Divorce Series Part 8: How to Calculate Child Support
My name's Robert Bonavito, New Jersey forensic accountant. This video is part of a series of videos where I discuss forensic accounting topics for educational purposes only. If this was a litigated matter, I would take a different approach at different conclusions based on different facts and circumstances.
Hi, everybody. Welcome to our discussion on matrimonial issues. This is number eight of, I think, nine we're doing. This is child support, how to calculate it, because everybody realizes that alimony's more complicated to calculate because it's based on factors. But child support is a little bit easier in most cases because, unlike alimony, child support is calculated pursuant to guidelines. And a lot of people who are in this area have never looked at the guidelines. So, we're going to actually take a look at them. You can see here, this is...you know, the state publishes this. It's a schedule of child support awards. And it's basically the net weekly income combined. You just find that, and the number of children, right? So if we had $820 combined and six children, the weekly child support payment would be $376, right? Now, this schedule here...now, you're going to have to trust me, it goes up to $33,600. And, you know people do earn more than that, right? And what do you do if that happens? I mean, this schedule's good up to that level, pretty easy to calculate. But, what do you do, you know, if you don't?
Well, this here too, this is another schedule that they have. Let's take a look at this real quick. Because this is if you have two people working, right, how do you decide who pays what? If you're getting divorced, you may want to check your attorney's calculations because if you don't... But, this is pretty simple stuff. I mean, you take the income of the custodial parent, non-custodial parent, and you calculate it based on the number of days they have the children or child, right? Then you take the alimony that you got off the schedule, in this case it was $319, and you go through the calculation. And you say okay, the non-custodial parent is gonna pay $156, but the total child support is $319. So, this is a basic schedule. If you're getting divorced take a look at it. Go through it. Make sure your numbers are correct. If you're a forensic accountant, again do the same thing.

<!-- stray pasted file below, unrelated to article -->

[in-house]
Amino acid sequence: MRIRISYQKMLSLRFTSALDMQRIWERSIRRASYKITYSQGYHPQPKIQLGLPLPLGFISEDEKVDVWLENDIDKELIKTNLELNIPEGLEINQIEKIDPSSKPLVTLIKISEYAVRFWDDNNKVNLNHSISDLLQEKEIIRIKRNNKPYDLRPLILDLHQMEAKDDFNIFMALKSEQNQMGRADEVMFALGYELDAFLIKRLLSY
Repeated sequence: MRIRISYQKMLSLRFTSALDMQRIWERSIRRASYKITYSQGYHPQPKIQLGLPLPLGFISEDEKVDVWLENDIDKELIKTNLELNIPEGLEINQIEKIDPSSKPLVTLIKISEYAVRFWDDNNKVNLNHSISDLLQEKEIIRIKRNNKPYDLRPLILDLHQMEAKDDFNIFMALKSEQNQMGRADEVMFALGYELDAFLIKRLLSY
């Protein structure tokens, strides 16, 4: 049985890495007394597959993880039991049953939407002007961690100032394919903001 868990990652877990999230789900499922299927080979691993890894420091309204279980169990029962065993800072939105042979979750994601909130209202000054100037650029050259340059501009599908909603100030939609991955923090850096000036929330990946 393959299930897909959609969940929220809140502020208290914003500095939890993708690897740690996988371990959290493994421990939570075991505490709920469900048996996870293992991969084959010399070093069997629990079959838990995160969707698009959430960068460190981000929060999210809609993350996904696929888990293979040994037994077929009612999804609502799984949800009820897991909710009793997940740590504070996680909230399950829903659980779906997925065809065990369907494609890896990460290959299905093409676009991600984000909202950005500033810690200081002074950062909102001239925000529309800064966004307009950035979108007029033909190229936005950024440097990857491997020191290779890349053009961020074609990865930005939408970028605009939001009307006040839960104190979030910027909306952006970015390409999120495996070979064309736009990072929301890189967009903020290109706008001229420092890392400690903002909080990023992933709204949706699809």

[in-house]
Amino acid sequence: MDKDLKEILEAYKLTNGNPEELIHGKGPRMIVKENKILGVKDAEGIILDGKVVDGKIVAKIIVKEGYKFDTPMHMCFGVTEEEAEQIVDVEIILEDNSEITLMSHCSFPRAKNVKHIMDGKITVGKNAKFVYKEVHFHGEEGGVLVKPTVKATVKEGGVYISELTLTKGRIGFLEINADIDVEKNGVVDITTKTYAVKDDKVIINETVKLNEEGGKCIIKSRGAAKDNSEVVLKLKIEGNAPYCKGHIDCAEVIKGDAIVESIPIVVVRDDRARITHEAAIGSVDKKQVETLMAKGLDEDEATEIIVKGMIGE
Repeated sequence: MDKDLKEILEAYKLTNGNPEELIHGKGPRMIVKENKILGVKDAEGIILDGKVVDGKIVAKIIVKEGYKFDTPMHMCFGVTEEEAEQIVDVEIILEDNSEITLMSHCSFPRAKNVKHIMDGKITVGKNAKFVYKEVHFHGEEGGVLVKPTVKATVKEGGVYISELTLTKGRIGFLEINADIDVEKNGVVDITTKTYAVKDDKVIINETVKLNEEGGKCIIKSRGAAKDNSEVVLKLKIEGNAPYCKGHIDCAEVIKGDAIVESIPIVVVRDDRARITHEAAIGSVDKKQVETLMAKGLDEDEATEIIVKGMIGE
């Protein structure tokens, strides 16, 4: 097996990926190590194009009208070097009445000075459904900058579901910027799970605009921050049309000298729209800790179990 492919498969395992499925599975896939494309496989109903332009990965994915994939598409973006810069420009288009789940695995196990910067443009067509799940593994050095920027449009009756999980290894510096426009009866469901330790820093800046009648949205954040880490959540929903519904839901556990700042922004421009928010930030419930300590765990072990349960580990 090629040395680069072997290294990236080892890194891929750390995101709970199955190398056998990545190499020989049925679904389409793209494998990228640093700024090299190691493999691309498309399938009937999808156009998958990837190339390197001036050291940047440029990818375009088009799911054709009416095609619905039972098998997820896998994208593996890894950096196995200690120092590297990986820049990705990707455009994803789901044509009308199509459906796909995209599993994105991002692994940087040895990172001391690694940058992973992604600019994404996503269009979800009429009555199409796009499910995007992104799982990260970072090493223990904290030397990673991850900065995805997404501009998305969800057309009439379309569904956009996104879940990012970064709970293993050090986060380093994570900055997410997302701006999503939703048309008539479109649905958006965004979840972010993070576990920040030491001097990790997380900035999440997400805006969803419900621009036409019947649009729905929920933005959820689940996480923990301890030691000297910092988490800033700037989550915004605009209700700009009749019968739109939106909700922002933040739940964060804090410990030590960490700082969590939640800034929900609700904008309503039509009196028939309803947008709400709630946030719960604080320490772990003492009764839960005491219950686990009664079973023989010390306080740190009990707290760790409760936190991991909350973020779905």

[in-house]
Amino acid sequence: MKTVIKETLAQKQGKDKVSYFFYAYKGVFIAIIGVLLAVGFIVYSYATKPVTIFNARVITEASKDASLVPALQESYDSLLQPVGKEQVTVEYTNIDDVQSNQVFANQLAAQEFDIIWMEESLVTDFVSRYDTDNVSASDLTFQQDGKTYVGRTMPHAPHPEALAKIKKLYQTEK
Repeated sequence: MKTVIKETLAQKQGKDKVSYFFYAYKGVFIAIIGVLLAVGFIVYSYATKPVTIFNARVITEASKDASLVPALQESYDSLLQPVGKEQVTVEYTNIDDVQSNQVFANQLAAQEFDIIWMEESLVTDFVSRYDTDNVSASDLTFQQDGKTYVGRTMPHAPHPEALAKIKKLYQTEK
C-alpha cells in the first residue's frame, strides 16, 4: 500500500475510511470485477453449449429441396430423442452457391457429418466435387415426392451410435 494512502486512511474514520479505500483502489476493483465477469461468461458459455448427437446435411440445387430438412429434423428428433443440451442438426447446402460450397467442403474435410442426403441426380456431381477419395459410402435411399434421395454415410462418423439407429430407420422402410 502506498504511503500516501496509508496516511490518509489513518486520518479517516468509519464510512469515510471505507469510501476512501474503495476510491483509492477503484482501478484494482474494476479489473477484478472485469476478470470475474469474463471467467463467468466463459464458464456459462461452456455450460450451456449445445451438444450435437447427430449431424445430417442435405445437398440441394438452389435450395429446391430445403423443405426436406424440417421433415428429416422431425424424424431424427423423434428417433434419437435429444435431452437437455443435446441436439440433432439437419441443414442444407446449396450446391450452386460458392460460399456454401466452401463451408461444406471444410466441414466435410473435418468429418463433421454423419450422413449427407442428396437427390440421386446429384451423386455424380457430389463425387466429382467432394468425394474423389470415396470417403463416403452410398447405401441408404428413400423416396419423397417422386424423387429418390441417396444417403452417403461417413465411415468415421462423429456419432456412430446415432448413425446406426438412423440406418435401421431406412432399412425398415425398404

So let's see what else. Now, what do we do if it's over $3,600? Well, guess what? We will revert back to alimony-type criteria. So, what are the criteria? So, the court considers we're not limited to these following factors, right? Needs of the child, obviously, standard living and economic circumstances, all sources of income and assets of each parent, earnings ability of each parent, needs and capacity of the child's education, including higher education, age and health, other factors that may be relevant. And that's basically it.
So child support, it can be complicated. But, the main thing I want you to take away from this is it's based on a schedule. Check the numbers on the schedule. If it's a wealthier household and more net income, well then it will get more complicated and you need to, you know, understand these standards we went through. So, listen. If you guys have any questions just leave them below in my YouTube channel. I will get back to you or one of my analysts will get back to you if you have any questions. Thanks for listening.